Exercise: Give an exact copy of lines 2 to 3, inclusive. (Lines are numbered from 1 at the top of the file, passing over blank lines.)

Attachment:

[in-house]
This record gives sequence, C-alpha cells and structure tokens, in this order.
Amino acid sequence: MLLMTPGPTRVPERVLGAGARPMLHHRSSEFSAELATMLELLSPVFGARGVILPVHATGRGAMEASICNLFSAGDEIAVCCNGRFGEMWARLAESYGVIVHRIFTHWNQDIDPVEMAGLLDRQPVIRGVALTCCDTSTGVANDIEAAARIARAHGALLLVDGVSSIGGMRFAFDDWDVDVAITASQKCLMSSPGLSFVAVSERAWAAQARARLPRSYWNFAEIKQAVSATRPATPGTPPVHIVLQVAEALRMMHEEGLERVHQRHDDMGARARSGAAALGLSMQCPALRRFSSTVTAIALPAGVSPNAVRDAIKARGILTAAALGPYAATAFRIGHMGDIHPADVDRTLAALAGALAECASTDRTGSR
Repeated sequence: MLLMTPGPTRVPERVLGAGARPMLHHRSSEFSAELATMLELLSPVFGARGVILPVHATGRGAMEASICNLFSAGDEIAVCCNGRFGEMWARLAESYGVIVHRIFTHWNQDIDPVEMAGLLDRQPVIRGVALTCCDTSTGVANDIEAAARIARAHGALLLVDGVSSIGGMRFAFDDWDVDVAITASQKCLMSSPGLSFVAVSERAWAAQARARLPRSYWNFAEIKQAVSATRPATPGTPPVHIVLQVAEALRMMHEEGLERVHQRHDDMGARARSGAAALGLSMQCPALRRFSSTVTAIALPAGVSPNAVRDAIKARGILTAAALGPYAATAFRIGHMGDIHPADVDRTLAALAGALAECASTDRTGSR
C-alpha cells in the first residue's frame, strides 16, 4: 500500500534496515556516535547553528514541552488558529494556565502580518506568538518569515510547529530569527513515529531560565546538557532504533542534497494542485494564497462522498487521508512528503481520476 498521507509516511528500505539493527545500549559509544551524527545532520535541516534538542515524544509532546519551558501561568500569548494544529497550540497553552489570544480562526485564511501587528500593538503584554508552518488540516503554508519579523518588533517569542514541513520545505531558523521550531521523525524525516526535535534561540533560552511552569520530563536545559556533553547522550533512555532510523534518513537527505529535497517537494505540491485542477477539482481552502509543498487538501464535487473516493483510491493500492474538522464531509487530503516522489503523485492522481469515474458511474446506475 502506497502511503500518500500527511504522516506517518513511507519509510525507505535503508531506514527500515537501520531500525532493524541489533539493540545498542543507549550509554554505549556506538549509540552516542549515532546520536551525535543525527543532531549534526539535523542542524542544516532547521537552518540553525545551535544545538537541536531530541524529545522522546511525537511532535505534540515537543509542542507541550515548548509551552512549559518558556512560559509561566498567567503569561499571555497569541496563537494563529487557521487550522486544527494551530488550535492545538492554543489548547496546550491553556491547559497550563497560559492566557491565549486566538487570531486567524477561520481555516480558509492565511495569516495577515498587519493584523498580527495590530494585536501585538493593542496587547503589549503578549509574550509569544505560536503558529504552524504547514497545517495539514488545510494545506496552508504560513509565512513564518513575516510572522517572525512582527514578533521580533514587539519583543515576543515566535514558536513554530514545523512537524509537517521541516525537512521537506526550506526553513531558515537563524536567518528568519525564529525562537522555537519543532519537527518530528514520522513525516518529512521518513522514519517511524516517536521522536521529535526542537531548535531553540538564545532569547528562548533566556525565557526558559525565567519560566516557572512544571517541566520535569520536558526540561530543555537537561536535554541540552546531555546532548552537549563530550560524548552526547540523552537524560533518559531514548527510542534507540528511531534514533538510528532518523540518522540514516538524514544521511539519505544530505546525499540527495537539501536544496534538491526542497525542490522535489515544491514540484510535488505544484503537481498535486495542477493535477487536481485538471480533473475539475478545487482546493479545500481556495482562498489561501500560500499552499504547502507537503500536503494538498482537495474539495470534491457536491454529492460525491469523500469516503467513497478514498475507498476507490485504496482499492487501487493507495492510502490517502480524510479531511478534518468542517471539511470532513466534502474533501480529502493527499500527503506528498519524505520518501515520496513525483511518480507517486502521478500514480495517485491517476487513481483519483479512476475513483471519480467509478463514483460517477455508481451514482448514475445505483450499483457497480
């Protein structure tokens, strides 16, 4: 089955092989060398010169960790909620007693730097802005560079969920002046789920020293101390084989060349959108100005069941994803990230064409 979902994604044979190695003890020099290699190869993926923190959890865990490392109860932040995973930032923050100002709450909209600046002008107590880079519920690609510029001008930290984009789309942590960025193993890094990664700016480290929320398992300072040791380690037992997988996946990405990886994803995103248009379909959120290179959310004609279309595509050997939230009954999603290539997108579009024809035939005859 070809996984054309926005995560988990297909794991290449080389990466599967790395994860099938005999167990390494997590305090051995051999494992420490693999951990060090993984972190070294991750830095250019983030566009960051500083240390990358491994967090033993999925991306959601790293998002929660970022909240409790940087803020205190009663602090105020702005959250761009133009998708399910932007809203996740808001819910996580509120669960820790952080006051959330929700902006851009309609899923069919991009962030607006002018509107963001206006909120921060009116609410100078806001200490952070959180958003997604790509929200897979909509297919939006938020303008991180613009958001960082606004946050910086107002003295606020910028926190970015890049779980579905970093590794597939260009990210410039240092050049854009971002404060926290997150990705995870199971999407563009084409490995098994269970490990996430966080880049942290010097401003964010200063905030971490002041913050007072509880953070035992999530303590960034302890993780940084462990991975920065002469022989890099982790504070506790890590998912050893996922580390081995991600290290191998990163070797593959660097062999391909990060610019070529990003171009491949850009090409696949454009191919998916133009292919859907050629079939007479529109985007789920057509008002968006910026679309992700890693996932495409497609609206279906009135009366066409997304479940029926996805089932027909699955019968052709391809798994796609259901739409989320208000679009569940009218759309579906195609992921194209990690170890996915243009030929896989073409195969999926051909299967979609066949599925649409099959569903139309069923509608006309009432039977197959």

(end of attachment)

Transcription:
This record gives sequence, C-alpha cells and structure tokens, in this order.
Amino acid sequence: MLLMTPGPTRVPERVLGAGARPMLHHRSSEFSAELATMLELLSPVFGARGVILPVHATGRGAMEASICNLFSAGDEIAVCCNGRFGEMWARLAESYGVIVHRIFTHWNQDIDPVEMAGLLDRQPVIRGVALTCCDTSTGVANDIEAAARIARAHGALLLVDGVSSIGGMRFAFDDWDVDVAITASQKCLMSSPGLSFVAVSERAWAAQARARLPRSYWNFAEIKQAVSATRPATPGTPPVHIVLQVAEALRMMHEEGLERVHQRHDDMGARARSGAAALGLSMQCPALRRFSSTVTAIALPAGVSPNAVRDAIKARGILTAAALGPYAATAFRIGHMGDIHPADVDRTLAALAGALAECASTDRTGSR